There can be more than one record in an album but not more than one jacket. Let’s look at the 1946 Voice of Frank Sinatra album in the photo above: It consists of a binder-like jacket that opens like a book with four cardboard leaves (or sleeves) that hold four 78 rpm records. It resembles a photo album, which is where the term record album originated. In 1946, no one called the Sinatra set a quadruple-album; it was just a plain old record album.
I don’t know when the term double-album came into use, but it’s been around for a long time. It is usually used to refer to an album that consists of one jacket with two records. Technically, it’s not a double-album at all, but a single album with two records. The same applies to the term triple-album. Collections of four or more records are usually packaged in a box and are referred to as boxed sets. 3
While these terms may be technically incorrect, just about everyone in the field of buying and selling used and collectable records uses them. So they are probably here to stay.
This is a typical copy of The Beatles album after years of handling and hundreds if not thousands of trips to the turntable. The glossy finish of the jacket readily picks up ink from being stacked against other albums. Here the owner added adhesive tape to the bottom of the inner sleeve to keep the record from slipping through it.
The White Album
Using the Beatles’ two-record album from 1968 The Beatles (known universally as “The White Album”), the simplest version of this album would consist of the gatefold white jacket with the two records and nothing else—just like with most two-record albums. (Although almost everybody wants those protective inner sleeves.) 4
But John, Paul, George, and Ringo intended The Beatles to be a very special affair and included much more than a jacket with two records. The complete album consisted of ten parts:
• one jacket
• two records
• two inner sleeves
• one poster
• four photos
In the US, Capitol packaged the records with white paper inner sleeves. The bonus poster is addressed in the Featured Image section below. The four photos were high quality, glossy, color photos of the individual Beatles. A complete copy of The Beatles with all of the above is what every collector wants in his collection. 5
This brief article was kicked off by this question on Quora: “What Did the Beatles Feel About the Second Album of the White Album?” Click on the link in the title to read a different version of this article. Please note that I am not trying to change current usage with this article; I’m just pointing out a few things . . .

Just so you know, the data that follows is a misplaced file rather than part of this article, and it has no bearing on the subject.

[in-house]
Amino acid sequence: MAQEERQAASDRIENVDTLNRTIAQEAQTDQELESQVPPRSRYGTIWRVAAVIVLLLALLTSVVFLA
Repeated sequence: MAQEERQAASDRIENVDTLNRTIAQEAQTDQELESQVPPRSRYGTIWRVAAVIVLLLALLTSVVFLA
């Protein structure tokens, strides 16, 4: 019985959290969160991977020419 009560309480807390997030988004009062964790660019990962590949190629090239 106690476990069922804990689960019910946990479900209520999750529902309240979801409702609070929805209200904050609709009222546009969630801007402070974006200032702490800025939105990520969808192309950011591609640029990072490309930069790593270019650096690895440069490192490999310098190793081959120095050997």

FEATURED IMAGE: The image at the top of this page was cropped from the fold-open poster that was included with millions of pressings of The Beatles. The collage was assembled from snapshots and contact sheets by artist Richard Hamilton: “As the music contained within was less a collaboration and more the result of three distinct songwriters in John, Paul, and George, so too did Hamilton’s design, with its utilization of solo shots of each band member, focus on The Beatles as individuals rather than a group.” (The White Album Project)
1 Yup, I’m actually starting to talk and act like one of those old geezers in the movies that refer to young whippersnappers as “son.”
2 In the UK and Europe, jackets are referred to as sleeves.
3 In the ’60s, Columbia experimented with issuing two distinctly different albums in the same shrinkwrap. For example, Moby Grape’s Wow came packaged with a “free” bonus album, Grape Jam. While the package of two albums had one catalog number (CXS-3), each album had a separate catalog number (CS-9613 and MGS-1, respectively). Some people referred to these as double-albums, other as two-fers (two-“fer”-the-price-of-one). Most of us referred to it as an aesthetic and commercial disaster, but that’s another story.
4 The Beatles was issued by Parlophone Records as Apple PMC-7067-7058 (mono) and PCS-7067-7068 (stereo) in most of the rest of the world. In the US, by Capitol Records issued it only in stereo as Apple SWBO-101.
5 Most collectors do not consider the shrinkwrap to be a part of the album proper, even if it includes stickers unique to the album. It’s more of a premium and it usually adds premium to the value of the album.